Cinematic affect and the ethics of waste | Intellect Skip to content
Volume 10, Issue 1
  • ISSN: 1474-2756
  • E-ISSN: 2040-0578



This article considers questions of affect and ethics in relation to three films about waste: Agnès Varda’s The Gleaners and I (1999), Lucy Walker’s Waste Land (2010), and Harmony Korine’s Trash Humpers (2009). Drawing from new materialist models, the article situates the ethical import of these very different films in relation to the way that they present waste as a vibrant and affectively charged medium through which we might rethink relations between people and things. It argues that a careful evaluation of the way these films generate and manage affect is crucial to an understanding of the kinds of ethical work each might be said to perform. While The Gleaners and I and Waste Land emphasize the uplifting feelings that can be generated from trash if we learn to see it differently, Trash Humpers rejects the activist, humanist ethos of Varda’s and Walker’s films in favour of an avant-garde impulse to degrade and defile. However, despite its nihilistic approach to its subject matter, this article argues that Trash Humpers’ feel-bad aesthetic does not rule out the possibility of ethical engagement. Rather, it offers important insights about the role of negative affect within an ethics of waste.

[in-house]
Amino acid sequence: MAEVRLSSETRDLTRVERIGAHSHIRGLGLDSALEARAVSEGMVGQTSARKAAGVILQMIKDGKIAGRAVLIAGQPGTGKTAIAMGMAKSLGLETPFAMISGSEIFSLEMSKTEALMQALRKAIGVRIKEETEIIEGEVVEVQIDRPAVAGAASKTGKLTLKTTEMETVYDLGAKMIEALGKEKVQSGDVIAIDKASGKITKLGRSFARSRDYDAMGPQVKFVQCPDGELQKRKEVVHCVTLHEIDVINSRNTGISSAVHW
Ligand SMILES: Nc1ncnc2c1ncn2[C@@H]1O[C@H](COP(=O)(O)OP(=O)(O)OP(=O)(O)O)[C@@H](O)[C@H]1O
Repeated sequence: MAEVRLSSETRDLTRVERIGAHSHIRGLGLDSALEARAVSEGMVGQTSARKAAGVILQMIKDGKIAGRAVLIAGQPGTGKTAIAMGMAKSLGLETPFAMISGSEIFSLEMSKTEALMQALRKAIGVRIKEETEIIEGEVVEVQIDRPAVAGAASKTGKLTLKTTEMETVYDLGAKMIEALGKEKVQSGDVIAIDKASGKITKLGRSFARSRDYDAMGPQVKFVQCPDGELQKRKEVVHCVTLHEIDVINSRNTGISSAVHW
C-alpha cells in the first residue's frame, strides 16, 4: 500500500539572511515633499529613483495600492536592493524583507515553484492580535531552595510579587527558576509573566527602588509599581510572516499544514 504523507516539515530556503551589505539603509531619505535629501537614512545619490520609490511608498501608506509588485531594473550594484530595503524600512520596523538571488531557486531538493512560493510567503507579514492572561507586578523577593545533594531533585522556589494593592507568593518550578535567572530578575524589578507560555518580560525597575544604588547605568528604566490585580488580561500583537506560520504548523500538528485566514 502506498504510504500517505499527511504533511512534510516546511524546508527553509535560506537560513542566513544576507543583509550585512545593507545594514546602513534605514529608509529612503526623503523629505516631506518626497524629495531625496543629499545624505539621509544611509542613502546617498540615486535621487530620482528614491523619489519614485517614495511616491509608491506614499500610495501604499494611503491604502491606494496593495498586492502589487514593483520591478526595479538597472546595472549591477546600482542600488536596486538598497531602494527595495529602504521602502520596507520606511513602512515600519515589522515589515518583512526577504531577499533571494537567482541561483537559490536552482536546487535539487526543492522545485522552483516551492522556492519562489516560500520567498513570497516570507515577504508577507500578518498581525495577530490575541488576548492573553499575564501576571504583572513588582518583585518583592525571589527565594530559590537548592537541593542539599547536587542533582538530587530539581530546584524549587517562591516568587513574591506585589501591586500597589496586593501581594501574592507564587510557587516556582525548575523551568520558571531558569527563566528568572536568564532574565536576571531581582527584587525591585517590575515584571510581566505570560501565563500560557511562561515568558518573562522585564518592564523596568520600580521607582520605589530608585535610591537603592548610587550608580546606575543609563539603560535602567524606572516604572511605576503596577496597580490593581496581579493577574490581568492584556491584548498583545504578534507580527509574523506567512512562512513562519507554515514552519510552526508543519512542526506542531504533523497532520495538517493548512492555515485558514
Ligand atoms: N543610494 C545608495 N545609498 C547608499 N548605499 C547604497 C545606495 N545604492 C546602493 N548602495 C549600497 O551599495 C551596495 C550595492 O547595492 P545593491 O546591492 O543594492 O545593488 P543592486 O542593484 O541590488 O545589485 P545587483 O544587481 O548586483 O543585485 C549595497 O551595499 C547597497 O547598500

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  • Article Type: Article
Keyword(s): affect; ethics; feel-bad cinema; Harmony Korine; new materialism; waste
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